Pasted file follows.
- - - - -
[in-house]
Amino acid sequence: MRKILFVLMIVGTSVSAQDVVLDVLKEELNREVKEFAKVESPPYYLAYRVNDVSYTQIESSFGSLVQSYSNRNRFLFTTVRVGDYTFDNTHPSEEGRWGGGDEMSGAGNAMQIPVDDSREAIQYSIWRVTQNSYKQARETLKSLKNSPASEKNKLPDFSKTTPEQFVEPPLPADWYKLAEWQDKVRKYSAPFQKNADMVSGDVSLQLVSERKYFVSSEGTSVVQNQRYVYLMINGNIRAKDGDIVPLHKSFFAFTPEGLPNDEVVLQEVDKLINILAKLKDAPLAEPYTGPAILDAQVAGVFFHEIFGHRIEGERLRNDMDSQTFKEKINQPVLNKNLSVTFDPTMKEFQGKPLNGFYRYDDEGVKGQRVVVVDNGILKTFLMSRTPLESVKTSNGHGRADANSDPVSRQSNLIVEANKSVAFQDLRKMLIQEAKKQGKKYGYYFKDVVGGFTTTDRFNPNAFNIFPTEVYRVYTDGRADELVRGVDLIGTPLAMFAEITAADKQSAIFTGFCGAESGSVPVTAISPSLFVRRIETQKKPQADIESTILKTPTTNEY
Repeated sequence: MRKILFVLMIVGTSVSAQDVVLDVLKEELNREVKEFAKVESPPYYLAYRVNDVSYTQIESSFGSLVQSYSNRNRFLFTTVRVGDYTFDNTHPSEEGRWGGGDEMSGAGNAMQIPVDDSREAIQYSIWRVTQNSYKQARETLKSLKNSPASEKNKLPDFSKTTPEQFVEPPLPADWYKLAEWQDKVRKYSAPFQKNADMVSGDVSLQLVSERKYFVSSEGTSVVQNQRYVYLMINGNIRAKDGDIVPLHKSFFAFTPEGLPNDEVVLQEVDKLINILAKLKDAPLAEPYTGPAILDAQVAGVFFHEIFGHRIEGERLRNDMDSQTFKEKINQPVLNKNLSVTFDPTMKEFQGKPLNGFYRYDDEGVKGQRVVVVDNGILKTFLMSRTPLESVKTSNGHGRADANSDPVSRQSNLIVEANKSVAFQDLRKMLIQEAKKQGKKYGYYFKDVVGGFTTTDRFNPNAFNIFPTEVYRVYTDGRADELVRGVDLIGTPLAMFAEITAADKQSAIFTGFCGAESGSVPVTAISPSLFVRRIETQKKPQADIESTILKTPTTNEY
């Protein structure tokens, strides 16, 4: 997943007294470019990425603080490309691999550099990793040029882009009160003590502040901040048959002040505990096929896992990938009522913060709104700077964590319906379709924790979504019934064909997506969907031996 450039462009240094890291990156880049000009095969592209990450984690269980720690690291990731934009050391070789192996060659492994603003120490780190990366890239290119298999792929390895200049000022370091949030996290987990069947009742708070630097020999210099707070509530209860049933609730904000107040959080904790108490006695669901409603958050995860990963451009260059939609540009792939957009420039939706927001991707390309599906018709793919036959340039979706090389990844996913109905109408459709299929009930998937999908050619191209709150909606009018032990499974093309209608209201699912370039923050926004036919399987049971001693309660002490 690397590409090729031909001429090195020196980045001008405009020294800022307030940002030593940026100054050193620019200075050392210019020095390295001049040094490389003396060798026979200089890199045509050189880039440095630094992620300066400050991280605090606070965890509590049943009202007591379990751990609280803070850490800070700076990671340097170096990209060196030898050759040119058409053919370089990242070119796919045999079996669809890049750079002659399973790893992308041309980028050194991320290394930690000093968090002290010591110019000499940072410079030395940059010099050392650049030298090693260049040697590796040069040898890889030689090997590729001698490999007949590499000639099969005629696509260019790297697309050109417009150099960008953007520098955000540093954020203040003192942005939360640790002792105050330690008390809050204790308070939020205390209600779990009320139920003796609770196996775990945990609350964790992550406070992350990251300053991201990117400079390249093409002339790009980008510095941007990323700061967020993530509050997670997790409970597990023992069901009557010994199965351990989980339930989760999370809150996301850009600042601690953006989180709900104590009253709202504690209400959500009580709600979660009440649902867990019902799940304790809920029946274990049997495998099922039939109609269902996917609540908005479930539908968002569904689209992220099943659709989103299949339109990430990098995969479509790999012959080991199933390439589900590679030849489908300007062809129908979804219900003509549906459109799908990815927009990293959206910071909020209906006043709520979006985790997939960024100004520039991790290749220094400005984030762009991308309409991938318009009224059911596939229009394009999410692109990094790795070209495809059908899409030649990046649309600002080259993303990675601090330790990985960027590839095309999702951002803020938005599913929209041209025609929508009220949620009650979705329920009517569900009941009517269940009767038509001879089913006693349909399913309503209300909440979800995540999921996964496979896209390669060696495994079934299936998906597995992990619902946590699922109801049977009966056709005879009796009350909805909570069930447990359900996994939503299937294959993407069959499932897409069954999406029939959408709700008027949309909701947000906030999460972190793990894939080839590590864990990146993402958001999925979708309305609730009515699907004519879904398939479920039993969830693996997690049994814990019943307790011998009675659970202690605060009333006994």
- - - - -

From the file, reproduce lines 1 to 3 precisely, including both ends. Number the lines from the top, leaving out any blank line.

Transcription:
[in-house]
Amino acid sequence: MRKILFVLMIVGTSVSAQDVVLDVLKEELNREVKEFAKVESPPYYLAYRVNDVSYTQIESSFGSLVQSYSNRNRFLFTTVRVGDYTFDNTHPSEEGRWGGGDEMSGAGNAMQIPVDDSREAIQYSIWRVTQNSYKQARETLKSLKNSPASEKNKLPDFSKTTPEQFVEPPLPADWYKLAEWQDKVRKYSAPFQKNADMVSGDVSLQLVSERKYFVSSEGTSVVQNQRYVYLMINGNIRAKDGDIVPLHKSFFAFTPEGLPNDEVVLQEVDKLINILAKLKDAPLAEPYTGPAILDAQVAGVFFHEIFGHRIEGERLRNDMDSQTFKEKINQPVLNKNLSVTFDPTMKEFQGKPLNGFYRYDDEGVKGQRVVVVDNGILKTFLMSRTPLESVKTSNGHGRADANSDPVSRQSNLIVEANKSVAFQDLRKMLIQEAKKQGKKYGYYFKDVVGGFTTTDRFNPNAFNIFPTEVYRVYTDGRADELVRGVDLIGTPLAMFAEITAADKQSAIFTGFCGAESGSVPVTAISPSLFVRRIETQKKPQADIESTILKTPTTNEY
Repeated sequence: MRKILFVLMIVGTSVSAQDVVLDVLKEELNREVKEFAKVESPPYYLAYRVNDVSYTQIESSFGSLVQSYSNRNRFLFTTVRVGDYTFDNTHPSEEGRWGGGDEMSGAGNAMQIPVDDSREAIQYSIWRVTQNSYKQARETLKSLKNSPASEKNKLPDFSKTTPEQFVEPPLPADWYKLAEWQDKVRKYSAPFQKNADMVSGDVSLQLVSERKYFVSSEGTSVVQNQRYVYLMINGNIRAKDGDIVPLHKSFFAFTPEGLPNDEVVLQEVDKLINILAKLKDAPLAEPYTGPAILDAQVAGVFFHEIFGHRIEGERLRNDMDSQTFKEKINQPVLNKNLSVTFDPTMKEFQGKPLNGFYRYDDEGVKGQRVVVVDNGILKTFLMSRTPLESVKTSNGHGRADANSDPVSRQSNLIVEANKSVAFQDLRKMLIQEAKKQGKKYGYYFKDVVGGFTTTDRFNPNAFNIFPTEVYRVYTDGRADELVRGVDLIGTPLAMFAEITAADKQSAIFTGFCGAESGSVPVTAISPSLFVRRIETQKKPQADIESTILKTPTTNEY